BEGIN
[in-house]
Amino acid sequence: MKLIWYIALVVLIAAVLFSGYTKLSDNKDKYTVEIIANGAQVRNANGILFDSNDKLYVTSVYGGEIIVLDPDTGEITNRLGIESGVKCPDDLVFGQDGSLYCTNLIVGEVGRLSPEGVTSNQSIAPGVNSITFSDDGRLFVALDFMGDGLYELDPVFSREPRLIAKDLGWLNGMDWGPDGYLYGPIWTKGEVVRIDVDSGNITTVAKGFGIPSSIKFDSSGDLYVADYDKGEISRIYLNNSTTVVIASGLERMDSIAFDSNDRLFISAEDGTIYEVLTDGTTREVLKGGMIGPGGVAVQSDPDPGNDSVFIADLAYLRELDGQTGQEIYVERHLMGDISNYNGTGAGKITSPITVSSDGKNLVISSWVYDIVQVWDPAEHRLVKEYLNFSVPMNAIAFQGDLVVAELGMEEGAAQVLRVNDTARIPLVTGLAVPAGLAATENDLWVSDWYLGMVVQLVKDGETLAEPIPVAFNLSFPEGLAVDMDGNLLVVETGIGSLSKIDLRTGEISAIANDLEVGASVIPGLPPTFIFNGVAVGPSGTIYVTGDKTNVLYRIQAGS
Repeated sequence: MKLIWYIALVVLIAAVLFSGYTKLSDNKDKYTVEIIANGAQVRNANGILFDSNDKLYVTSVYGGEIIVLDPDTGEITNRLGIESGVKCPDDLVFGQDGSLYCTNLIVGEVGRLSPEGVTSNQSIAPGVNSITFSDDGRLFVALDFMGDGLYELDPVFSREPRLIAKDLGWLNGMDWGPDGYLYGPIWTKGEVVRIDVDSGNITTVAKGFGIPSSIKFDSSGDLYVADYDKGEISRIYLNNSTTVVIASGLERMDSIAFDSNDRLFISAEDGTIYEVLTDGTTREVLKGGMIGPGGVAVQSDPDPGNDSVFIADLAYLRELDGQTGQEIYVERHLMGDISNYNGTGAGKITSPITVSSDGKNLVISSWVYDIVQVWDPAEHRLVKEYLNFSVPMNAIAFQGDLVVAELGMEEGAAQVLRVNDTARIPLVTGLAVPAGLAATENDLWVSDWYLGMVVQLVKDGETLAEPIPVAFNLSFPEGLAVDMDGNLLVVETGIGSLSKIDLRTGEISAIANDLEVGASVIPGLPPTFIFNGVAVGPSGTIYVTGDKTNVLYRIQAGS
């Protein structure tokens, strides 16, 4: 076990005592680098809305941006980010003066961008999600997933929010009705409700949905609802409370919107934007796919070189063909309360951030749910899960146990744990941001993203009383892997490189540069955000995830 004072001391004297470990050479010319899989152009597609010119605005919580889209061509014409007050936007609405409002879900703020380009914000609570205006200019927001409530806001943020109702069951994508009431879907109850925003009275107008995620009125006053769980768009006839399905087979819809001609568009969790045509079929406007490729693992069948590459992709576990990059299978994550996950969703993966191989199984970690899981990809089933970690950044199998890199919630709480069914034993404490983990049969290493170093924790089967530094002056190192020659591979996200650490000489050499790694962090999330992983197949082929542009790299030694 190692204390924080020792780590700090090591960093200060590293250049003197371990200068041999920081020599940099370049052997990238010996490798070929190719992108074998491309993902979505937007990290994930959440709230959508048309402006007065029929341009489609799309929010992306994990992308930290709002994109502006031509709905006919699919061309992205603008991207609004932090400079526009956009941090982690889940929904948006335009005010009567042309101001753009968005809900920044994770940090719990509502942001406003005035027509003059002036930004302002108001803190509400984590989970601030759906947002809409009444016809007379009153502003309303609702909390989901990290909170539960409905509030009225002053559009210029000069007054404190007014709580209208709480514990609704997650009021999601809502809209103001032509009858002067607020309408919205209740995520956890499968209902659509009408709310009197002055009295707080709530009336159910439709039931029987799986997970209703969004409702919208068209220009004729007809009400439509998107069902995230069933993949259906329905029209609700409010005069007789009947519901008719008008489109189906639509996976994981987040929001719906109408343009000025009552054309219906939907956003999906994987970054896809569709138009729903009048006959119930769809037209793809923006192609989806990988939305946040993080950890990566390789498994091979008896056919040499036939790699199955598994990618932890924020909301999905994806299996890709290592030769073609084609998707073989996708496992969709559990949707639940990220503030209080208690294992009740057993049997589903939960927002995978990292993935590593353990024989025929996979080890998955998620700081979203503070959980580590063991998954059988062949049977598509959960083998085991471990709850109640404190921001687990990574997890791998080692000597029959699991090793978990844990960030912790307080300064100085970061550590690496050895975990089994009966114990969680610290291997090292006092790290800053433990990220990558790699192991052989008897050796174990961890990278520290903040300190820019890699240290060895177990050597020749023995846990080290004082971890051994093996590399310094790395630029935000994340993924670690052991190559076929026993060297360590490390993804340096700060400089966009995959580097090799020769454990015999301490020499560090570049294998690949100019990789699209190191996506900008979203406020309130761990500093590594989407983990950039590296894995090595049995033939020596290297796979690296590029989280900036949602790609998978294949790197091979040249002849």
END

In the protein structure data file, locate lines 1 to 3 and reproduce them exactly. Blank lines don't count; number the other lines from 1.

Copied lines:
[in-house]
Amino acid sequence: MKLIWYIALVVLIAAVLFSGYTKLSDNKDKYTVEIIANGAQVRNANGILFDSNDKLYVTSVYGGEIIVLDPDTGEITNRLGIESGVKCPDDLVFGQDGSLYCTNLIVGEVGRLSPEGVTSNQSIAPGVNSITFSDDGRLFVALDFMGDGLYELDPVFSREPRLIAKDLGWLNGMDWGPDGYLYGPIWTKGEVVRIDVDSGNITTVAKGFGIPSSIKFDSSGDLYVADYDKGEISRIYLNNSTTVVIASGLERMDSIAFDSNDRLFISAEDGTIYEVLTDGTTREVLKGGMIGPGGVAVQSDPDPGNDSVFIADLAYLRELDGQTGQEIYVERHLMGDISNYNGTGAGKITSPITVSSDGKNLVISSWVYDIVQVWDPAEHRLVKEYLNFSVPMNAIAFQGDLVVAELGMEEGAAQVLRVNDTARIPLVTGLAVPAGLAATENDLWVSDWYLGMVVQLVKDGETLAEPIPVAFNLSFPEGLAVDMDGNLLVVETGIGSLSKIDLRTGEISAIANDLEVGASVIPGLPPTFIFNGVAVGPSGTIYVTGDKTNVLYRIQAGS
Repeated sequence: MKLIWYIALVVLIAAVLFSGYTKLSDNKDKYTVEIIANGAQVRNANGILFDSNDKLYVTSVYGGEIIVLDPDTGEITNRLGIESGVKCPDDLVFGQDGSLYCTNLIVGEVGRLSPEGVTSNQSIAPGVNSITFSDDGRLFVALDFMGDGLYELDPVFSREPRLIAKDLGWLNGMDWGPDGYLYGPIWTKGEVVRIDVDSGNITTVAKGFGIPSSIKFDSSGDLYVADYDKGEISRIYLNNSTTVVIASGLERMDSIAFDSNDRLFISAEDGTIYEVLTDGTTREVLKGGMIGPGGVAVQSDPDPGNDSVFIADLAYLRELDGQTGQEIYVERHLMGDISNYNGTGAGKITSPITVSSDGKNLVISSWVYDIVQVWDPAEHRLVKEYLNFSVPMNAIAFQGDLVVAELGMEEGAAQVLRVNDTARIPLVTGLAVPAGLAATENDLWVSDWYLGMVVQLVKDGETLAEPIPVAFNLSFPEGLAVDMDGNLLVVETGIGSLSKIDLRTGEISAIANDLEVGASVIPGLPPTFIFNGVAVGPSGTIYVTGDKTNVLYRIQAGS